« Home | More Hamdan Reactions » | The Future of the Court » | Where Have I Been » | Alito on the 4th » | Hitch on the Flag » | Supreme Bobbleheads » | Beer Review: Samuel Adams Pale Ale » | Kelo House Saved » | Greenhouse Year in Review » | Split the Difference » 

Friday, July 07, 2006 

Thanks, Louis

Rick Esenberg, attorney and adjunct professor at the fine learning institution known as Marquette University Law School, has a heads up on a new Wisconsin State Supreme Court decision. Once again, the court has taken the law concerning non-economic damages in malpractice cases and thrown it out the window. From the mouth of the Shark...
Today, in a case called Bartholemew v. Wisconsin Patient's Compensation Fund, the Court overruled its decision in Maurin v. Hall which held that a medical malpractice claims including a claim for wrongful death were subject to the limitations on noneconomic damage in the wrongful death statute, i.e., $ 350,000.

As a result, plaintiffs were able to recover 1.2 million instead of $ 350,000 in a case where a doctor apparently missed signs of an impending heart attack and the plaintiff suffered serious debilitating injury before dying 5 years later. Given that the legislature, intended to cap noneconomic damages at $ 422,000 in malpractice cases (overturned by the Court last year by its bizarre decision in Ferdon v. Wisconsin Patient's Compensation Fund) and wrongful death damages at $ 350,000, this was a neat bit of work.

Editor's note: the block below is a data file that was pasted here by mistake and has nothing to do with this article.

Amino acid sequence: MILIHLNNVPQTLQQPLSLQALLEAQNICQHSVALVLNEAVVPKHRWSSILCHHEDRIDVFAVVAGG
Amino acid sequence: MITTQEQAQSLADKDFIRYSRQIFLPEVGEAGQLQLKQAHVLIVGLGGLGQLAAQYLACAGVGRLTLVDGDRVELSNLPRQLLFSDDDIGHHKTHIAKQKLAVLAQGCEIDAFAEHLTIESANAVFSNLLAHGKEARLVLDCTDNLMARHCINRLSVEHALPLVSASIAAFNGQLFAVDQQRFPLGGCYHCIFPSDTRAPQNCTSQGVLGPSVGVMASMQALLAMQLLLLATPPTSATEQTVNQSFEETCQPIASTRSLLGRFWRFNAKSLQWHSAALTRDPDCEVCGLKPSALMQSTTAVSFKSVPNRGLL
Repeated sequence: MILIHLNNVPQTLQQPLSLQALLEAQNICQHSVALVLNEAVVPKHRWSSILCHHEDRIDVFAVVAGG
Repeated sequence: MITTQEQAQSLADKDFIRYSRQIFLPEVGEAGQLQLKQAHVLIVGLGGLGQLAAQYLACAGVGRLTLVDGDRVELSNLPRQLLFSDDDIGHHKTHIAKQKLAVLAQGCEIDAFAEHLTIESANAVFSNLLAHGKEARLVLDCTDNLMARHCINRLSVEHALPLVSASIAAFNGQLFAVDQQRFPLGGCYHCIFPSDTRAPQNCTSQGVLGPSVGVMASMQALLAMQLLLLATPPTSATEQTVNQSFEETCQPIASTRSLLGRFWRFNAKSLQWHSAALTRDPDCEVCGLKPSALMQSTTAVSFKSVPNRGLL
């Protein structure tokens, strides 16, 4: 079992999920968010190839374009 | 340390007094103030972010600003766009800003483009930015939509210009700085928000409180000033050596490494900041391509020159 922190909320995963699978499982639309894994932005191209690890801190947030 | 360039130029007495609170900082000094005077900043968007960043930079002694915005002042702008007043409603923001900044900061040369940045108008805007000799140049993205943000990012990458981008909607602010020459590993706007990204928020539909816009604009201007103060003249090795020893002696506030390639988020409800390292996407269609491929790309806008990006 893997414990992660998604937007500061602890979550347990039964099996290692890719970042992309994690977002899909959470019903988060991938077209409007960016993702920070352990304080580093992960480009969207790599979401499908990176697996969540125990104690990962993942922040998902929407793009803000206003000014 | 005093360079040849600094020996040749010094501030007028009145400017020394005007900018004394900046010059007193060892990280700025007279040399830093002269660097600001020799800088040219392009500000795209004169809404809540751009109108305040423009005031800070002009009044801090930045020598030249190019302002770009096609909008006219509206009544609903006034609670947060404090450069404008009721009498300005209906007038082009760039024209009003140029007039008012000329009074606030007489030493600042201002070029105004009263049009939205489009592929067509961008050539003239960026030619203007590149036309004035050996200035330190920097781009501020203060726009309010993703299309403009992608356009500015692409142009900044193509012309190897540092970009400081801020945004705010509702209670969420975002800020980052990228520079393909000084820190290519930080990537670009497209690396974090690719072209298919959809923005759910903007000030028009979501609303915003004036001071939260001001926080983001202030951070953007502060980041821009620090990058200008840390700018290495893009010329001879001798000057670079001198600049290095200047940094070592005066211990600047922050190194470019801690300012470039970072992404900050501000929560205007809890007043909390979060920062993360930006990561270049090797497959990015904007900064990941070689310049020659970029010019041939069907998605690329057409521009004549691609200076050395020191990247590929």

I have yet to read the opinion, but I'll try to get to it tonight.

Esenberg points out an interesting aspect about this decision (and the reason for this post's title)...
What is striking about all of this is that Maurin is only two years old. What has changed since 2004? Have we learned more about noneconomic damages in malpractice cases? Has the Maurin decision proven to be unworkable?

No. Louis Butler replaced Diane Sykes. That's it.

Normally, courts give precedent a bit more deference than this; if only to avoid the appearance that they are completely results-oriented. To throw a two year old opinion under the bus in this way is, while not entirely unheard of, very unusual.
What a difference that one vote can make.

Edit Comment

About me

  • I'm Steve
  • From Milwaukee, Wisconsin, United States
  • "There is only one basic human right, the right to do as you damn well please. And with it comes the only basic human duty, the duty to take the consequences." P.J. O'Rourke
  • E-mail Me
My profile